Recently, I’ve noticed the growing popularity of the mindfulness movement. Mindful gardening, mindful eating (I’ve written on that subject myself), mindful driving (the bumper stickers are everywhere) and even mindful loving—the subject seems to be all the rage, and I have to say, I find it ridiculous. Making mindfulness a goal makes just about as much sense as worshiping a screwdriver in an art gallery.

Mindfulness, like that screwdriver, is a tool. Indeed, it is a good and useful tool, and one that is very helpful—if not absolutely necessary—to raise consciousness and develop wisdom. Mindfulness is to the mind as a screwdriver is to a screw. In both cases, the tool enables turning and deepening. Beyond the limits of that metaphor, the screw serves the purpose of affixing or binding something, of making a repair or helping to build something new. Similarly, the mind can help us repair ourselves and create positive change in the world.

Putting the tool before the job, romancing the means rather than the end, seems to be a trend in our modern American anti-culture. Mindfulness and meditation are not just tools; they are technologies. We have become so obsessed with technology— particularly in its digital form—we have forgotten the primacy of purpose, the importance of compassionate action taken with flesh and bone. Instead, we seem to seek only distraction from the challenges (and yes, the ugliness) of the real world, and to embrace a virtual world where we are queens and kings and constantly pleasured. Indeed it is as Marshall McLuhan proclaimed, the medium has become the message, and in this transformation, the substance, importance, and profundity of the message has been abandoned and lost.

The urge to distract ourselves from the pain and struggle of biological life probably arose in tandem with self-consciousness. Using alcohol, marijuana, kava kava, mushrooms, and other hallucinogens and anxiolytics is surely a hallmark of our species. Abuse of these substances, however, has always been a problem, a sometimes-tragic manifestation of the vulnerabilities of our nervous system and the weaknesses in our genes. And, taking advantage of people with addiction problems is a despicable human act.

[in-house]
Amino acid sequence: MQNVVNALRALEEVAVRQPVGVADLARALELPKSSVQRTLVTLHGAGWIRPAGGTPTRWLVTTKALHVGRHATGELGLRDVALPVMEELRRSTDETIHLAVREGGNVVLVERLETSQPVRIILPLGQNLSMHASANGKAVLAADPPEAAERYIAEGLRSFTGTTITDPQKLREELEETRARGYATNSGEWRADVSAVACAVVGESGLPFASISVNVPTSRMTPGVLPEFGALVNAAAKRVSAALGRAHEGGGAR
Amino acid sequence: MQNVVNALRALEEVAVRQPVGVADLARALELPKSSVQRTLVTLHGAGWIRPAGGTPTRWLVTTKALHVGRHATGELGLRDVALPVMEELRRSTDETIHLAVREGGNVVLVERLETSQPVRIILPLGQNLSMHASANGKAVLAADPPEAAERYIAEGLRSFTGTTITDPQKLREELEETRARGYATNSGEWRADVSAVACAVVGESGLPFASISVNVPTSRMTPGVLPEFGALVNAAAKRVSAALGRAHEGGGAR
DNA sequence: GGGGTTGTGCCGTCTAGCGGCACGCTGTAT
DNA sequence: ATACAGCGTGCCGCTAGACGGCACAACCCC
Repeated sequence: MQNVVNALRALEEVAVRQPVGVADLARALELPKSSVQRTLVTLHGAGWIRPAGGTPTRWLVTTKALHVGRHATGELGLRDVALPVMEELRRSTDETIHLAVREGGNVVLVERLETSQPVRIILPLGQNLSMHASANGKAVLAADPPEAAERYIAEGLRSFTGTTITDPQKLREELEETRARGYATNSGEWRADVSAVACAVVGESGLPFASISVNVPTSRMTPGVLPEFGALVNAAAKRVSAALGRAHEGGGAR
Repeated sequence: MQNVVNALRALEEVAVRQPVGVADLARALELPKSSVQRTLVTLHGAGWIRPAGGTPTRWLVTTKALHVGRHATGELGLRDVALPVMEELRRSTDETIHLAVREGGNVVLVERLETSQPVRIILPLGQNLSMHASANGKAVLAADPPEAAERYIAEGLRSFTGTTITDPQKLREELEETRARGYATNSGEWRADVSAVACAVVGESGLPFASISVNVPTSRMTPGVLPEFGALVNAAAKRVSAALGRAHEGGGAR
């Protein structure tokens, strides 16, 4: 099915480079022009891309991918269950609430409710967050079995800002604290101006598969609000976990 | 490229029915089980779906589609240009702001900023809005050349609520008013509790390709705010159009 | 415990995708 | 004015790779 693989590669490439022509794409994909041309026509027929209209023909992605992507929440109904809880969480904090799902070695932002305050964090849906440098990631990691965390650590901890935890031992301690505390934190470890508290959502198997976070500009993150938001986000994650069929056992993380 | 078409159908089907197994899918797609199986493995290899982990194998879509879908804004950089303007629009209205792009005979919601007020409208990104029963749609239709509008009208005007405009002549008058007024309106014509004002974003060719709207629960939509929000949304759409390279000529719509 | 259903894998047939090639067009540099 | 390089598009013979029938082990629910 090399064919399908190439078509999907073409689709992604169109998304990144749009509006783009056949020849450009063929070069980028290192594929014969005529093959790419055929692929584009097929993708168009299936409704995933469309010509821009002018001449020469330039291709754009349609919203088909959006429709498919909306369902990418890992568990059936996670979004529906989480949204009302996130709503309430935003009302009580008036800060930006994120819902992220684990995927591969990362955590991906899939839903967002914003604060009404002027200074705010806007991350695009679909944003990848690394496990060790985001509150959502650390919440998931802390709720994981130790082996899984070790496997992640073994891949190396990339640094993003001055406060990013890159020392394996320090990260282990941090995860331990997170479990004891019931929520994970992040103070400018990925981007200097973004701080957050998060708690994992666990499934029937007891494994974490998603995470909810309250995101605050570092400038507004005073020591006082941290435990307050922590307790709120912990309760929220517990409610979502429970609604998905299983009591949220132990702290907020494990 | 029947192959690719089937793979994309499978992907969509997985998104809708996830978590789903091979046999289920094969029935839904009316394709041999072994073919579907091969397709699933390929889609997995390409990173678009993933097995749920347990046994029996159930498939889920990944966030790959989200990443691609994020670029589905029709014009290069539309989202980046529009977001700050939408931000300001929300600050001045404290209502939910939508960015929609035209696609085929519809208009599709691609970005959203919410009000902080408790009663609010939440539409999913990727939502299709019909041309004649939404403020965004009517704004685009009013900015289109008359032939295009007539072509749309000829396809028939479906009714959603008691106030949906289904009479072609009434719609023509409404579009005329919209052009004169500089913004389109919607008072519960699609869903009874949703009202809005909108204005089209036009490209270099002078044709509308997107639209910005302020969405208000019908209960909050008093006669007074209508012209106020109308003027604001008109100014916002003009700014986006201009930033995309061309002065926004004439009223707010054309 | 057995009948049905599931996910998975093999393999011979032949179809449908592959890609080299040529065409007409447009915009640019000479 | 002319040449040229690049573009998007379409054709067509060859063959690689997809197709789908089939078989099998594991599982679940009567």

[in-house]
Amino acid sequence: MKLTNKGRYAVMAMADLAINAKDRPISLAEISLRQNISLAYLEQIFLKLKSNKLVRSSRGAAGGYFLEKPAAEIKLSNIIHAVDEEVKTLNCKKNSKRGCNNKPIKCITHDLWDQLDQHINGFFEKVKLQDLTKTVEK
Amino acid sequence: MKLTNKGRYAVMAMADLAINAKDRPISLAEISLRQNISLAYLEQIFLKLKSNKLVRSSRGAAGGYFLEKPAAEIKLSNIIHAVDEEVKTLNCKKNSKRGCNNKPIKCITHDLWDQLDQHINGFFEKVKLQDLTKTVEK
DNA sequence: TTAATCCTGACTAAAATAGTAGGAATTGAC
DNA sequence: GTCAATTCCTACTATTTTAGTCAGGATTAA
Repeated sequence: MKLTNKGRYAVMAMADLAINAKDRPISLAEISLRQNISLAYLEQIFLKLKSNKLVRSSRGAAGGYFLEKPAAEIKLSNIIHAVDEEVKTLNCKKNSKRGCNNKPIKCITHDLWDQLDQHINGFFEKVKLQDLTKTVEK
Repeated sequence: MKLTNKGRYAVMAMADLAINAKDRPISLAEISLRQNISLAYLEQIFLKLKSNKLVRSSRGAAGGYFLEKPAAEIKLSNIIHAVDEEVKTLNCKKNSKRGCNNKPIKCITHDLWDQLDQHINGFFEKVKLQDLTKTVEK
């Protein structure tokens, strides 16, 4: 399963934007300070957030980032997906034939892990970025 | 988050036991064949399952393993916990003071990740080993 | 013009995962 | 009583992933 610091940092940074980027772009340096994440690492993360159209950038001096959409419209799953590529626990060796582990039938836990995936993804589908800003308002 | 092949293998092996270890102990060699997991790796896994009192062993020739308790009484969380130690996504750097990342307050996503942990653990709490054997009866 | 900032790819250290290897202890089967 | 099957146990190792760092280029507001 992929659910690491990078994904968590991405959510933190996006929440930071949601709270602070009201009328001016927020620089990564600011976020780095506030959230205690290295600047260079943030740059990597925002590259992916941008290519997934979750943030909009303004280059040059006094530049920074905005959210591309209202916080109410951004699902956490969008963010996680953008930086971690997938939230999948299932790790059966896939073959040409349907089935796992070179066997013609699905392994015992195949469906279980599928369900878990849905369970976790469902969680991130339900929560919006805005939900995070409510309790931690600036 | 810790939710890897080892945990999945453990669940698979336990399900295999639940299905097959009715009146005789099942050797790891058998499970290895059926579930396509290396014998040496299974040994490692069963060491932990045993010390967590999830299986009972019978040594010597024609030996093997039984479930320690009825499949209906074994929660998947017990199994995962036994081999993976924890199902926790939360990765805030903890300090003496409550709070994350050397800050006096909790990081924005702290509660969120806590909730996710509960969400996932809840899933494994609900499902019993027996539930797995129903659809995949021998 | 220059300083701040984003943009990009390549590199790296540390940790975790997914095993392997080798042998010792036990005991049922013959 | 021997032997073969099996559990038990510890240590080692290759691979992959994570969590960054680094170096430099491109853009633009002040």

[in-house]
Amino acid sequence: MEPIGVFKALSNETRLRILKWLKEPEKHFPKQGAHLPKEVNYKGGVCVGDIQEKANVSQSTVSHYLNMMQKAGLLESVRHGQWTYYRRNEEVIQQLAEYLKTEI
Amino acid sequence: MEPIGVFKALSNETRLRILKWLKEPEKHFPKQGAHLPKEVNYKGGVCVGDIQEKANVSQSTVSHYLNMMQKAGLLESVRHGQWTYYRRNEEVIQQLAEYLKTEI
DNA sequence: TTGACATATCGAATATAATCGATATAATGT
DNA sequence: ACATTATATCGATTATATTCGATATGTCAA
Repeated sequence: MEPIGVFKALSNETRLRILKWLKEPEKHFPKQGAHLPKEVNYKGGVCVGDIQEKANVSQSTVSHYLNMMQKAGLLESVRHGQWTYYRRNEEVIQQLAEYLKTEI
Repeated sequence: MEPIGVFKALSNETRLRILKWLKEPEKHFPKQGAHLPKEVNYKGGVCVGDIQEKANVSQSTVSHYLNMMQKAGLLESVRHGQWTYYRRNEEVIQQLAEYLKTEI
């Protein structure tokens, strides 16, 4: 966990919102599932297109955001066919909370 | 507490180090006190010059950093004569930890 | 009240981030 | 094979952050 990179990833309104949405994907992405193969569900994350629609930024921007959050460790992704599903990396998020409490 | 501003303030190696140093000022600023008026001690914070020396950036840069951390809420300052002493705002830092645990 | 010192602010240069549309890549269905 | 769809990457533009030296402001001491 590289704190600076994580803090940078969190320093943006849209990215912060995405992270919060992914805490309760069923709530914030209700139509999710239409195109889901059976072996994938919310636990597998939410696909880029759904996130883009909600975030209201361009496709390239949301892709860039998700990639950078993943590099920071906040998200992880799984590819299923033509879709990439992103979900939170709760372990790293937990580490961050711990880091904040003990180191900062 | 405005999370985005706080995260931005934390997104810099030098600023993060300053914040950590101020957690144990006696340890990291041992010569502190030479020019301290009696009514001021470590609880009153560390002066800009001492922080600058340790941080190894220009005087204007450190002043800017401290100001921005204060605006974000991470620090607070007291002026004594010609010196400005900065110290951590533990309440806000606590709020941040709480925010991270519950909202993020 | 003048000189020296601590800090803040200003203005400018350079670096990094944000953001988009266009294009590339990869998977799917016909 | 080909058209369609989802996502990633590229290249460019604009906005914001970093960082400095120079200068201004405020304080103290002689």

Despicable and now ubiquitous. Drug pushers of all kinds prey upon those with a weakness for drugs of all classes, alcohol manufacturers advertise to alcoholics, and now, worst of all, the manufacturers of smartphones and other personal gadgets (devices that researchers have determined are more addictive than sex or crack cocaine) tantalize buyers with an endless succession of new and largely needless technologies to which helpless addicts are utterly susceptible.

Not only do we buy and celebrate our addictions, we have built a gigantic financial edifice around them. Some millennials seem particularly susceptible. When these particular folks are not glued to their devices, some of them are creating companies that in turn create software (apps) for these devices. This could only happen in an anti-culture where institutionalized greed forces a turning of a blind eye to exploitation, a society wherein distraction and gratification have become the real purpose of technology. This problem is so all-pervasive that it has even entered the “spiritual” community. Earlier this year I attended a “Buddhist Geeks” conference and found very little Buddhism outside of a very commercial interpretation of the term, but a great deal of fascination with making money from high-tech meditation aids.

Personally, I am very fond of technology, in moderation. I research my books online when I’m not jetting off to visit exotic destinations. I drive a nice enough car, I enjoy movies on my TV screen, I live in a hot climate and am kept comfortable by air conditioning. My very life would long ago have been forfeit if not for medical technologies that saved me from chronic diseases and acute conditions. It is not technology that bothers me, any more than I am bothered by any other tool. When a screwdriver is used to stab someone in the eye rather than turn a piece of grooved metal, however, I begin to worry.

As a Taoist, what I see most here is a lack of balance. I see a lack of harmony. I see an unbridled and excessive turning away from nature in favor of human-built worlds that may be more comfortable and titillating, but are far less intricate, sublime, and ultimately rewarding. I see, too, the addictive power of our technology and the consequences that addiction has on the world we actually inhabit. Consider this blog post a plea for the disciplined and judicious use of digital technology, particularly our personal devices. If we restore balance in their use, we can appreciate and commit to our world anew.

Out of the clutches of this addiction, we may be better able to embrace frugality, humility, and compassion—frugality as a way of conserving our resources, humility as a way of recognizing that we are neither the only (nor even the most important) intelligent species on this largely insignificant rock in a tiny solar system in a galactic backwater, and compassion as a guide to every decision we make, a guide that cannot be largely seen when our hands and eyes are seduced by glowing screens.